If the government does not cut expenditures to legal levels and raise revenues
by NIS 7.5 billion, the budget deficit will hit 4.9 percent of GDP in 2013,
according to new projections the Bank of Israel released on Wednesday.
setting the 2013 state budget, the next government must adhere to two laws, one
that caps spending growth at 5%, and another that targets the overall budget
deficit, now set at 3%.
According to the projections, spending forecasts
for 2013 are 9% greater than the 2012 budget, and must be cut by NIS 13b. to
keep within the spending guidelines.
That should come as a bit of a
relief for the government; previous projections put the amount at NIS 14b.,
meaning that it now has an extra billion shekels of wiggle room in budget
The relief ends there, however.
Even with spending
cuts set to the legal level, the government will not bring in enough revenue to
keep the deficit under the 3% target.
According to the report, only
lowering expenditures would leave the country with a 3.6% deficit, meaning it
will have to raise more money, either through increasing taxes or slashing
“To meet the deficit target for 2013, NIS 6b. in increased
tax receipts are necessary, which means, taking into account the effect of taxes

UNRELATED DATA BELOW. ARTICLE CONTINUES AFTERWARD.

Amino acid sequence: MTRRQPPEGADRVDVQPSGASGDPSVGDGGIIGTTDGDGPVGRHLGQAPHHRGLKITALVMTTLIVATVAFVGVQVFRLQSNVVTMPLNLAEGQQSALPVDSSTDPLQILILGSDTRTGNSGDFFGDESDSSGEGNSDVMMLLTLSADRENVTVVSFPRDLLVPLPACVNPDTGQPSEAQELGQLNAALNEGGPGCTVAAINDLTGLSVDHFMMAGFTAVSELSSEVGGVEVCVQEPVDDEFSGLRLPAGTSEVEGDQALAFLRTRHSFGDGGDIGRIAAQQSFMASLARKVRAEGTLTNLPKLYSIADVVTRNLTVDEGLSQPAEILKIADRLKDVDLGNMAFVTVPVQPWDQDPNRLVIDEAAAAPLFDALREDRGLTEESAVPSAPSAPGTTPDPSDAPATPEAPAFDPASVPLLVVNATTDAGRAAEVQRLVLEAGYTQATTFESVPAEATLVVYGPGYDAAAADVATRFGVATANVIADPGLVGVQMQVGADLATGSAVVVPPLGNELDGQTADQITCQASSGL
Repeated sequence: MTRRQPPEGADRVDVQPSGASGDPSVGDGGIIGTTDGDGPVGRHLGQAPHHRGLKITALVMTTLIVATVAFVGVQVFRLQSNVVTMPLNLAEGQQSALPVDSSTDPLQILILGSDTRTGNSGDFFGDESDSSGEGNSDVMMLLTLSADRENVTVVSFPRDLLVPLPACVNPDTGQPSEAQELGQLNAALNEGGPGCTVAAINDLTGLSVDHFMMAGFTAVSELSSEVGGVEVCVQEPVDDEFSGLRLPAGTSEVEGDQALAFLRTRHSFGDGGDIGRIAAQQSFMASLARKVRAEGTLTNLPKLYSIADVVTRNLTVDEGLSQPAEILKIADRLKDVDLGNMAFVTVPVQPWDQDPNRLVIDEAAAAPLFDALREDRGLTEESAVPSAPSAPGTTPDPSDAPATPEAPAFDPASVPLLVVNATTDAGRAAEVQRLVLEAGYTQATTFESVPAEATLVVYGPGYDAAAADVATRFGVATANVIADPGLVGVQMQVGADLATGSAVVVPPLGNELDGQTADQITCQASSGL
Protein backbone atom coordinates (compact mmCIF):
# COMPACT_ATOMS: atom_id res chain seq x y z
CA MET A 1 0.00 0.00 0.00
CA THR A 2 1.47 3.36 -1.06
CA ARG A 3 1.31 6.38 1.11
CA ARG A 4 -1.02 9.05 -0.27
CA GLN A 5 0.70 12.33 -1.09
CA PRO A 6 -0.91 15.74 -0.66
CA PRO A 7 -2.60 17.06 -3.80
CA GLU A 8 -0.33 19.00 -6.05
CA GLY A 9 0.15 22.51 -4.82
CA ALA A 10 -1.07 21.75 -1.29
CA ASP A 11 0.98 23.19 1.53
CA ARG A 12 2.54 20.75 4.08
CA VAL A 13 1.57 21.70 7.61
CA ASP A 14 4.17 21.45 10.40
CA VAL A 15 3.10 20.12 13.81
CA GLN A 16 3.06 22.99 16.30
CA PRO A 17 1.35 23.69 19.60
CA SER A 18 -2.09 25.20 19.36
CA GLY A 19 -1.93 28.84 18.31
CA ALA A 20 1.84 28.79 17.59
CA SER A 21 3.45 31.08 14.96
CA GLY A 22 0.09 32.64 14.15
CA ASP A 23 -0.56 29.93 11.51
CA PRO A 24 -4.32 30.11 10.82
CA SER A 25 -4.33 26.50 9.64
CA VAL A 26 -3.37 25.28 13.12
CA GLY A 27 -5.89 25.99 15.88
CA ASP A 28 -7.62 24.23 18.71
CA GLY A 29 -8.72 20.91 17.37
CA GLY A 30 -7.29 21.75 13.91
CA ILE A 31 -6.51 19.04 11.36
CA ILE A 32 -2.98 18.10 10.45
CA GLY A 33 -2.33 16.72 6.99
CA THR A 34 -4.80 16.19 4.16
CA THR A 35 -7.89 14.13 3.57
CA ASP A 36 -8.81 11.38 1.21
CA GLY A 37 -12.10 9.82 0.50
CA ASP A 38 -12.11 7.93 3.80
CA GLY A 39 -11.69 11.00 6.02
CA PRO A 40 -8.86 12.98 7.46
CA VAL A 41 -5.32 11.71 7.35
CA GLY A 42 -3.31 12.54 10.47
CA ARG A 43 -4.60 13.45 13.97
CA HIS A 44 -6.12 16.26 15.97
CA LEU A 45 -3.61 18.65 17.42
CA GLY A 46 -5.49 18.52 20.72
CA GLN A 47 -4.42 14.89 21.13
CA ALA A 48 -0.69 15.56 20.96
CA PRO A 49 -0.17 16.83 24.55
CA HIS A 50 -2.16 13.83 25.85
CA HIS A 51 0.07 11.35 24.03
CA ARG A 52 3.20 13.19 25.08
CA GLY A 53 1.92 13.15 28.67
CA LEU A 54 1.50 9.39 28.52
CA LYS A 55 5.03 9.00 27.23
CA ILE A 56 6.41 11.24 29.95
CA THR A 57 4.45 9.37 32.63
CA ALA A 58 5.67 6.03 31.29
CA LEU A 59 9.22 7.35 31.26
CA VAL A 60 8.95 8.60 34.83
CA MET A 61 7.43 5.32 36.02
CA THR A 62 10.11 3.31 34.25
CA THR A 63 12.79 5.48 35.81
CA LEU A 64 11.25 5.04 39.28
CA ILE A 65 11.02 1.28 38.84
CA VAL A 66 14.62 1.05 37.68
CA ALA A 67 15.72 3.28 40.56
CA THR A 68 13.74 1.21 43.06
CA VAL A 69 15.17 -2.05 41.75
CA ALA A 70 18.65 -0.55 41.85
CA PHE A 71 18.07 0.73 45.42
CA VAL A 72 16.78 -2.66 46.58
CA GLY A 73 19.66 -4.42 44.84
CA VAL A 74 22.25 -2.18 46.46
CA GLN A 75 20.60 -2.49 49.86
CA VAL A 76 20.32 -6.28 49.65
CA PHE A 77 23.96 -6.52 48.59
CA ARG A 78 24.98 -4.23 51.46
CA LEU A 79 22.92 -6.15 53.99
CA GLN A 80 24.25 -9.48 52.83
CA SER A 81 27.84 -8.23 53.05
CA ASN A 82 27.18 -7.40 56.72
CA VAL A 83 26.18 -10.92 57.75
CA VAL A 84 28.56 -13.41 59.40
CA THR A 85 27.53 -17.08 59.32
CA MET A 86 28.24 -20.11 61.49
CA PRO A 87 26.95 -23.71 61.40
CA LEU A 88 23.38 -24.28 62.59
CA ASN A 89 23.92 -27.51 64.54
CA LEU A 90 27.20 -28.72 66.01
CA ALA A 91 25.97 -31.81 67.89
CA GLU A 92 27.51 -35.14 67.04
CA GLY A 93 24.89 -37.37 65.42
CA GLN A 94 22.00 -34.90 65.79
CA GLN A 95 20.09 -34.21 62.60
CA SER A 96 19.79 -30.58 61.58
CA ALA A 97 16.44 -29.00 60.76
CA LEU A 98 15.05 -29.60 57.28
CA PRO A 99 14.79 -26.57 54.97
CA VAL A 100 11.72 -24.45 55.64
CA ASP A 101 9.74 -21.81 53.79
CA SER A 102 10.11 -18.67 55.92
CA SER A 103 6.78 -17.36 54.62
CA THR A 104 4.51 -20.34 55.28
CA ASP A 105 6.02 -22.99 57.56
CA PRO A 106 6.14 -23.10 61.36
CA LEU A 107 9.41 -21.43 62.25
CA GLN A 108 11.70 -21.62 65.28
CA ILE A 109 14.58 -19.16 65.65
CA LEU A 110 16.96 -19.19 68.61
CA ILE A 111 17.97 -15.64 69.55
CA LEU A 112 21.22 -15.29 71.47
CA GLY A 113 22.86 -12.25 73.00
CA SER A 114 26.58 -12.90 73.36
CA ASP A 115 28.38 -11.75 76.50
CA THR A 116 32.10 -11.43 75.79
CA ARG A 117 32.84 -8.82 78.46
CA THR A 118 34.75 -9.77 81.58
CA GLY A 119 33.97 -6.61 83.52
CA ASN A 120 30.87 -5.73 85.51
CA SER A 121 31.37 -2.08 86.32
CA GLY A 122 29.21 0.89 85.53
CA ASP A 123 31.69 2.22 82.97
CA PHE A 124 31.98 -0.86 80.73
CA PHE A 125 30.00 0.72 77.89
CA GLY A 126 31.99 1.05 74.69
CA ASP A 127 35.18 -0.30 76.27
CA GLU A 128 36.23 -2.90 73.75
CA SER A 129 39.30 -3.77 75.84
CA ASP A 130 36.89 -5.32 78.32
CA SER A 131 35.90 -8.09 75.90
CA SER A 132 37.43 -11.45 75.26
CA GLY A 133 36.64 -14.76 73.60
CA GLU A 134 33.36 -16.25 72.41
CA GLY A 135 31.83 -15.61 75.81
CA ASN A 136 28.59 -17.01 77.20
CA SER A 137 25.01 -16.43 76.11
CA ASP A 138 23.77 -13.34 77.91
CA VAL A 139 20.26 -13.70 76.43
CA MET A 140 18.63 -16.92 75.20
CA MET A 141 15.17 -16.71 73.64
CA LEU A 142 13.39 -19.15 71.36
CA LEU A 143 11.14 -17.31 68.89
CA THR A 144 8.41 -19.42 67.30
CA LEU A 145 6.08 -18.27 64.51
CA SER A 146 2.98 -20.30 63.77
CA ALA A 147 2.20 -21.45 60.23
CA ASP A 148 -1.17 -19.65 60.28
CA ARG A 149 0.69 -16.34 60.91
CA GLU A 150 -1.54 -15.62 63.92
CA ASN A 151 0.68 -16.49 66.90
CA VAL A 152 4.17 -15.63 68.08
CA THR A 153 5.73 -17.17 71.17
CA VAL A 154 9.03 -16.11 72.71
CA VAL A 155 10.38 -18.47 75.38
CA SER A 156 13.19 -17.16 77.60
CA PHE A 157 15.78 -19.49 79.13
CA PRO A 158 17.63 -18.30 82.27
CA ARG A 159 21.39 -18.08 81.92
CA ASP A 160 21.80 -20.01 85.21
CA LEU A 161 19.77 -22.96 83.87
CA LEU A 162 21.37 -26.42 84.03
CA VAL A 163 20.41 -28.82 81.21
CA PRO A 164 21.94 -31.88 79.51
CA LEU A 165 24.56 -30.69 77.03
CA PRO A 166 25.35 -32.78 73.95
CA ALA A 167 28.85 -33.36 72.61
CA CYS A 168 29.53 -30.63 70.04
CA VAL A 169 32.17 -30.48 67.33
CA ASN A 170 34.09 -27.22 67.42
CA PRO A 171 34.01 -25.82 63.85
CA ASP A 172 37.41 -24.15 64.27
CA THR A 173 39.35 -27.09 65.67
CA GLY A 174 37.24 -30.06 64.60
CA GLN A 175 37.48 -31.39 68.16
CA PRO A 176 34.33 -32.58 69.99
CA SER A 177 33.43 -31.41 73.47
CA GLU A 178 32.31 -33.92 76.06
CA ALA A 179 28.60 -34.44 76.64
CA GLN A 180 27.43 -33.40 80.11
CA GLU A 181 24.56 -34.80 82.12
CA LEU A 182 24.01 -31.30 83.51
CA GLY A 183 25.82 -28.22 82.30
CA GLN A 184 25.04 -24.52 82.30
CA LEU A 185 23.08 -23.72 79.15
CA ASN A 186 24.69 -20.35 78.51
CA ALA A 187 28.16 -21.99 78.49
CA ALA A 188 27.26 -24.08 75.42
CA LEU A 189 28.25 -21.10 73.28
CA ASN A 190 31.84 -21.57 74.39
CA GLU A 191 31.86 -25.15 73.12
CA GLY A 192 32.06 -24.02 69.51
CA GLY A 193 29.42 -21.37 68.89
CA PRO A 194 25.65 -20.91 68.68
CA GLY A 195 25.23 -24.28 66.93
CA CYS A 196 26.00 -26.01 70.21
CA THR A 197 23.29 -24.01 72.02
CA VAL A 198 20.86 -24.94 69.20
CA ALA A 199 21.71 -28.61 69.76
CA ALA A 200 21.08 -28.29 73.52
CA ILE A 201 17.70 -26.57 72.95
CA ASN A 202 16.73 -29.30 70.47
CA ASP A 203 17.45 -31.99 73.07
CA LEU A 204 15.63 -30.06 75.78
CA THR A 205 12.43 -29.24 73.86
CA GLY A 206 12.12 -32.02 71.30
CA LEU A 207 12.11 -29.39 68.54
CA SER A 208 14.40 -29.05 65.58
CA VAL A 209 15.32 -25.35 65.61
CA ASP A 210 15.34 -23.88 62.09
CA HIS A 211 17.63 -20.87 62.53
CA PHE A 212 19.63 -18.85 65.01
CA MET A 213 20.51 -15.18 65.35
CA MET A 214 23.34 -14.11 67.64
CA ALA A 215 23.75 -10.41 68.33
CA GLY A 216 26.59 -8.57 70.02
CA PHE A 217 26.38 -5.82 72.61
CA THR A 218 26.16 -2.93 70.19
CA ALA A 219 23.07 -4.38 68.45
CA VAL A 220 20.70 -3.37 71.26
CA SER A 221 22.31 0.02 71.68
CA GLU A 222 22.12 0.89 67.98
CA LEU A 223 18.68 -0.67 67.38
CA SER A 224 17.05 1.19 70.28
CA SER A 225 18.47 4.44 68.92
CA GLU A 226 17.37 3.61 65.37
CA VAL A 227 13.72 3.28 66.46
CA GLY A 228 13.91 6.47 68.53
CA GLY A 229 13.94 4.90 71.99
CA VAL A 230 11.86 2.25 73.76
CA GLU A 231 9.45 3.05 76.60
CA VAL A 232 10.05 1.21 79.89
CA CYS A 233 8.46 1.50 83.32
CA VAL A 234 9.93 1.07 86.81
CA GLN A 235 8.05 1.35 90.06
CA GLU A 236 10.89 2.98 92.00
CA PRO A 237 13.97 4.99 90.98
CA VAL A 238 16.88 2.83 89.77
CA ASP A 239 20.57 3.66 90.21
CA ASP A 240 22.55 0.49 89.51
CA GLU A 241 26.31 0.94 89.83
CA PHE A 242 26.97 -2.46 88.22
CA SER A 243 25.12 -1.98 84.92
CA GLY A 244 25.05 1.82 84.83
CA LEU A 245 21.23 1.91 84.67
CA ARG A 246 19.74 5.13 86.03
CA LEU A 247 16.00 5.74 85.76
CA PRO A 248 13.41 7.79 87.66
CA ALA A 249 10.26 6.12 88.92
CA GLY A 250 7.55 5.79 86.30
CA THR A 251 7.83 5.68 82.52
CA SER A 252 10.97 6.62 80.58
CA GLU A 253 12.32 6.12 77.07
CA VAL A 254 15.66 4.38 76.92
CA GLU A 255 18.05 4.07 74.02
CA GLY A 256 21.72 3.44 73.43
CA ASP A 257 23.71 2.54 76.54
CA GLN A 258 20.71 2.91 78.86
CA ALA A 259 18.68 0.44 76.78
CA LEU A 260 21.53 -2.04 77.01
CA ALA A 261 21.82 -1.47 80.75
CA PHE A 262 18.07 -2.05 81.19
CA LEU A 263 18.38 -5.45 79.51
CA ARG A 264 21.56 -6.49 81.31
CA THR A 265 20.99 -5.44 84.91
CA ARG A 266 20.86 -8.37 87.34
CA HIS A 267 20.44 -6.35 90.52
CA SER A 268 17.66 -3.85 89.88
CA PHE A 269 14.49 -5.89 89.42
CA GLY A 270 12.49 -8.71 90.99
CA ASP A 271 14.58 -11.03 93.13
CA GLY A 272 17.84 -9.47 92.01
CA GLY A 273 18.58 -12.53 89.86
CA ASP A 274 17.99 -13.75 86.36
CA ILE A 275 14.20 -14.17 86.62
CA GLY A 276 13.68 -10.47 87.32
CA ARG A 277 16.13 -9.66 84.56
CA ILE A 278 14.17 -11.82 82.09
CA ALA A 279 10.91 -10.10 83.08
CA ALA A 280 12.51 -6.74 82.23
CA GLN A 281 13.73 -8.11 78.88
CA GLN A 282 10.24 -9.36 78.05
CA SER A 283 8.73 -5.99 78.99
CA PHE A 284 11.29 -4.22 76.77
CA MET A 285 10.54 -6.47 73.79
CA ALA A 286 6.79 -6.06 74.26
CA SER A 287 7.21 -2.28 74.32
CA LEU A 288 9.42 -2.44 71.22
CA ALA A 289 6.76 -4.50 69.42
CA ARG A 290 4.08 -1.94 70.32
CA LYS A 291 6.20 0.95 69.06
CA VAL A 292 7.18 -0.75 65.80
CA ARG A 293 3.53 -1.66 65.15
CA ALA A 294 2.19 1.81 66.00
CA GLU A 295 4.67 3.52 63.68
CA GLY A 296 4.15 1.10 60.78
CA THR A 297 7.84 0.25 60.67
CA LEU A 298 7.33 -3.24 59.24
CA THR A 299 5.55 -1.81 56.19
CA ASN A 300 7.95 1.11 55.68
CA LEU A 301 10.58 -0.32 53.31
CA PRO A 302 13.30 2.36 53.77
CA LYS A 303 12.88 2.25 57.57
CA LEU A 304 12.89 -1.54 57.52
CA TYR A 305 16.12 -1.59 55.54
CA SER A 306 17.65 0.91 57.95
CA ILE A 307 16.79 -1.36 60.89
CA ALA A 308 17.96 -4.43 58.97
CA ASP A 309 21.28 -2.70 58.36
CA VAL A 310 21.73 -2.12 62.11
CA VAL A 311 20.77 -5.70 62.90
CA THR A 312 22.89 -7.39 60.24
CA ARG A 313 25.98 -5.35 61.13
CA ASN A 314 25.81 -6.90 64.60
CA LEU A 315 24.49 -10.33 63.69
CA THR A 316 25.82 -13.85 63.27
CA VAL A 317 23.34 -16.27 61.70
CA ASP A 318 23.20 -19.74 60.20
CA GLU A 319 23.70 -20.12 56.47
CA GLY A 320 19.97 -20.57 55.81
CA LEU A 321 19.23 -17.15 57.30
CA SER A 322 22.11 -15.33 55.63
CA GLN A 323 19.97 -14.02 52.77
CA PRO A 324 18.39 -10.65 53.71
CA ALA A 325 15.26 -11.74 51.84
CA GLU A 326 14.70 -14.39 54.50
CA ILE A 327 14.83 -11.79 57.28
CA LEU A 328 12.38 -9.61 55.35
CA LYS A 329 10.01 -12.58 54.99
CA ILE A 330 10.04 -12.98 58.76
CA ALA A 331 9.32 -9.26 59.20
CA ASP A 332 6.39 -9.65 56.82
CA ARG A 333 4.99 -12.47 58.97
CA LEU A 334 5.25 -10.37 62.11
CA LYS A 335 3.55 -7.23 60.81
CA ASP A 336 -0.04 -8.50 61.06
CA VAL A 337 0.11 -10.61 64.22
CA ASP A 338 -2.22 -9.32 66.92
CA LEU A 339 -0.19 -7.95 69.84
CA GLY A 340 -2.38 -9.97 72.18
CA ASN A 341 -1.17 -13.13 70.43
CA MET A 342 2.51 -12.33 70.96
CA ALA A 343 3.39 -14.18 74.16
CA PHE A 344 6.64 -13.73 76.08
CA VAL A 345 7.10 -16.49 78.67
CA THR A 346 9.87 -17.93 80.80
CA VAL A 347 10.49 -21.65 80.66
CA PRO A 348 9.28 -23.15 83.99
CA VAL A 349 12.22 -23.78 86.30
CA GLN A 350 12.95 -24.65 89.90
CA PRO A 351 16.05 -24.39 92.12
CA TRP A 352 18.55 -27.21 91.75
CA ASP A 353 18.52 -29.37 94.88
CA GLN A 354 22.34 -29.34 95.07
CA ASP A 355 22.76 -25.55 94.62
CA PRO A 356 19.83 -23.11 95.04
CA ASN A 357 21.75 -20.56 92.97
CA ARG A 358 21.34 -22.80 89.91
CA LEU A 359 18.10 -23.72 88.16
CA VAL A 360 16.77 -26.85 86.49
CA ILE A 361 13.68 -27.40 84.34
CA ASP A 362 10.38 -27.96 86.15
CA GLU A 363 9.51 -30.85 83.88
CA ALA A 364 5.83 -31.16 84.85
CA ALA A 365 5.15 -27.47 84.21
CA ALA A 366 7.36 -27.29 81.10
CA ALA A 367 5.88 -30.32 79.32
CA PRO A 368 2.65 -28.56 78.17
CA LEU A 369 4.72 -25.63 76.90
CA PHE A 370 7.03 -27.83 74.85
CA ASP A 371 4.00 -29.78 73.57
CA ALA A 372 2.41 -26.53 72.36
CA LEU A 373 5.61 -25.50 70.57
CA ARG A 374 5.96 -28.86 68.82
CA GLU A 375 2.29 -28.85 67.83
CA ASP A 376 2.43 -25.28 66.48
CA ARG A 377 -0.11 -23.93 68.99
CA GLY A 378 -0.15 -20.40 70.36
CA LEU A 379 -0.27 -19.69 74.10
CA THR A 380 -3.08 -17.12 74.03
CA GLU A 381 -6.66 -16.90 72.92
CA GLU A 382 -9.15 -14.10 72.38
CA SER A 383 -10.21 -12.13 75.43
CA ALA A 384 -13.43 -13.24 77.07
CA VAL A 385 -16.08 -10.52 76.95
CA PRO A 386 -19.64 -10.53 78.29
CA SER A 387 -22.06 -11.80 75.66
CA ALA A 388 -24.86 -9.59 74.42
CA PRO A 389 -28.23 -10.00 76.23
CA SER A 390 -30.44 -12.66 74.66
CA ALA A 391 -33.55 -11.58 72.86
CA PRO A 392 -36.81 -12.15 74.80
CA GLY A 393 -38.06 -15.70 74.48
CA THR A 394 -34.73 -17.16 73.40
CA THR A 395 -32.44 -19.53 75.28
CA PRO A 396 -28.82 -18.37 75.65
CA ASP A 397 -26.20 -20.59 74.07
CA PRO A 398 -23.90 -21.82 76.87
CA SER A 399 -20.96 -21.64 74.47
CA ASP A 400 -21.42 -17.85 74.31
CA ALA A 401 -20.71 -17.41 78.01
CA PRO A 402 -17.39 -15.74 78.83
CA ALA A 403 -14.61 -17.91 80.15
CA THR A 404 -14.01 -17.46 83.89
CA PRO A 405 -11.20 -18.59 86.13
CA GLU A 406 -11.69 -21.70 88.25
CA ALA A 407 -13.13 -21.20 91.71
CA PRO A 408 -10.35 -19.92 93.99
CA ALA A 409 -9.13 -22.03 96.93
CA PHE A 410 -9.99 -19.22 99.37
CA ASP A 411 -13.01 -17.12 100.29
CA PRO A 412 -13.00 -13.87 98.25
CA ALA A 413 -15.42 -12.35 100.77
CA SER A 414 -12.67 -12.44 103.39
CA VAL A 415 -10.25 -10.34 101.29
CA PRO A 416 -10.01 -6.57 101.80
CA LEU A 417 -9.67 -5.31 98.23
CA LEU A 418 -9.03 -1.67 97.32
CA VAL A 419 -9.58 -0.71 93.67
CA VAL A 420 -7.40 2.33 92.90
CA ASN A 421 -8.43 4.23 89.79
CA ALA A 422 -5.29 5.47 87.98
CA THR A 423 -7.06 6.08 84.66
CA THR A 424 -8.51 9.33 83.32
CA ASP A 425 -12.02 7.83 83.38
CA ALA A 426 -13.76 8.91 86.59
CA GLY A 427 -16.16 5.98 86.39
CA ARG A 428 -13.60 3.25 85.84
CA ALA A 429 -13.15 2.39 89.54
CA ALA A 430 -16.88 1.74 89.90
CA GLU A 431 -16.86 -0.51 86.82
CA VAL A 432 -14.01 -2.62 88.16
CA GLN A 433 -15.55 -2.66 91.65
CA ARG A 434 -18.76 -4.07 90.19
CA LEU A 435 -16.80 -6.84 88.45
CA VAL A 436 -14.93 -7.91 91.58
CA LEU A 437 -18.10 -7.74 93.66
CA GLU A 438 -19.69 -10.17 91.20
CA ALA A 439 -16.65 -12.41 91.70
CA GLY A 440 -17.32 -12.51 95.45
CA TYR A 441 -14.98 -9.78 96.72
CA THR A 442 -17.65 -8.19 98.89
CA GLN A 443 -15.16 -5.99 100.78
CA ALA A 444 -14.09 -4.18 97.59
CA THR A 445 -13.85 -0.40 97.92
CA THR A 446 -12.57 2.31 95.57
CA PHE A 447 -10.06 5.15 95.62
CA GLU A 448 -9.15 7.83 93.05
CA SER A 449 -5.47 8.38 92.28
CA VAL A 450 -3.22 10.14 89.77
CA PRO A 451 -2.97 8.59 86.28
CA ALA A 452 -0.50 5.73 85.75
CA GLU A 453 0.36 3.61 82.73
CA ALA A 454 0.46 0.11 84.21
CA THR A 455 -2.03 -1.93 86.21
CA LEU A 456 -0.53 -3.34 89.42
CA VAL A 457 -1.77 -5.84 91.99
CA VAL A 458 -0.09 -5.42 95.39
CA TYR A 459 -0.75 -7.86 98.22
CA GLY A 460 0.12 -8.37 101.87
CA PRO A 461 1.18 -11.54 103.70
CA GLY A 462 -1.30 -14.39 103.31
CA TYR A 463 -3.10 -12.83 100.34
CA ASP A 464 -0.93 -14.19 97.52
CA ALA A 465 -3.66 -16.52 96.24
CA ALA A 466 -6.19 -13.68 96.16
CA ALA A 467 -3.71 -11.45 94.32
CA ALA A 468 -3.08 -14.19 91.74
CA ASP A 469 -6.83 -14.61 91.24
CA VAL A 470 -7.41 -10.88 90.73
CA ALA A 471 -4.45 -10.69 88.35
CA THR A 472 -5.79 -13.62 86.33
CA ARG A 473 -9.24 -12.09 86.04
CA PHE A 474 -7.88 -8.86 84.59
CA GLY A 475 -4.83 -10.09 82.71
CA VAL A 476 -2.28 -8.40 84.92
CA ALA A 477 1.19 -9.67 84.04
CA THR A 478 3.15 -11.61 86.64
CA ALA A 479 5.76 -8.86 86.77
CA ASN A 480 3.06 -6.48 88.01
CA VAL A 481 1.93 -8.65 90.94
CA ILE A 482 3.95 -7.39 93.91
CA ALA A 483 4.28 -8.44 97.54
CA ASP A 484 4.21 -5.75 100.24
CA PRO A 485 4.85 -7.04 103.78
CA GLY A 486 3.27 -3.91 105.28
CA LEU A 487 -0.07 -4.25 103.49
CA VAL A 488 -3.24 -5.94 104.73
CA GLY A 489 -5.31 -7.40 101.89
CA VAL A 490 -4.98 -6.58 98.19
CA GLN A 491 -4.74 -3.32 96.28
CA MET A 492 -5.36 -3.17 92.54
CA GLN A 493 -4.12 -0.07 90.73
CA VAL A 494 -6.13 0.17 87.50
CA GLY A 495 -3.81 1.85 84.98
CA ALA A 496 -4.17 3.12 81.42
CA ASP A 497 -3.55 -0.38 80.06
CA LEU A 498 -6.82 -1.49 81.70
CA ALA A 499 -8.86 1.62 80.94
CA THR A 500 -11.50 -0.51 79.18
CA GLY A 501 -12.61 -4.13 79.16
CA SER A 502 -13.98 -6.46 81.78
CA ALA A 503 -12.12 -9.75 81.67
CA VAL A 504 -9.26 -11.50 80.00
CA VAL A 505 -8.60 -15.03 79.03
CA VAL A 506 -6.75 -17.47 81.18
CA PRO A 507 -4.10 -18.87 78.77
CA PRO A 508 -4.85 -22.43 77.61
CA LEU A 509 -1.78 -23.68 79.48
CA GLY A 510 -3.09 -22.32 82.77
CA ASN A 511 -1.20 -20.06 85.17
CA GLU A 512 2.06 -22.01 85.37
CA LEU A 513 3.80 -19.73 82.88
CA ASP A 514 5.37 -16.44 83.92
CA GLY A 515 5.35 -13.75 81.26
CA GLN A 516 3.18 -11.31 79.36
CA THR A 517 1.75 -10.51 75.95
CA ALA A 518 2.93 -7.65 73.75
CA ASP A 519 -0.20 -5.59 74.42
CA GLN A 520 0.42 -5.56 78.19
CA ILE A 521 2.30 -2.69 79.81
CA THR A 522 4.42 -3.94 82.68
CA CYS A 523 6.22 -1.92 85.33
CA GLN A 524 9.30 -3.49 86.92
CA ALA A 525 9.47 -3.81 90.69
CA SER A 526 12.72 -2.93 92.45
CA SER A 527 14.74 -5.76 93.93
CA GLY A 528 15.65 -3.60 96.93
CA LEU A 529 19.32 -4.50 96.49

on activity, tax rates will have to be increased or tax exemptions reduced by
the equivalent of NIS 7.5b.,” the report said. The NIS 1.5b. gap between the two
figures comes because tax increases would reduce economic
Spending projections for 2014 and 2015 will require even more
cuts down the road to keep within the legal framework, according to the report, requiring NIS 22b. and NIS 27b. in cuts,
Without significant budgetary action, the country’s overall
debt burden will reach nearly 95% of its annual output by the end of the decade.
If the government sticks to its current deficit targets, the debt will fall from
its current 74% of GNP to 65% by 2020.
In its own quiet, technocratic
way, the Bank of Israel report took Prime Minister Binyamin Netanyahu to task
for allowing the 2012 deficit to balloon to 4.2%, more than double the original
“Most of the gap was already identified during 2011, and, at the
end of 2011, the government accordingly increased the forecast deficit to 3.4%
of GDP,” the report said. “However, as it operated within the framework of a
two-year budget, no adjustments were made at that time in order to reduce the
deficit. It was only in the second half of 2012, as the deficit continued to
grow, that the government decided to increase tax rates in order to reduce the
deficit, primarily heading into 2013.”
resulting from lackluster wage growth and new home sales were the culprit behind
most of the 2012 deficit, it concluded.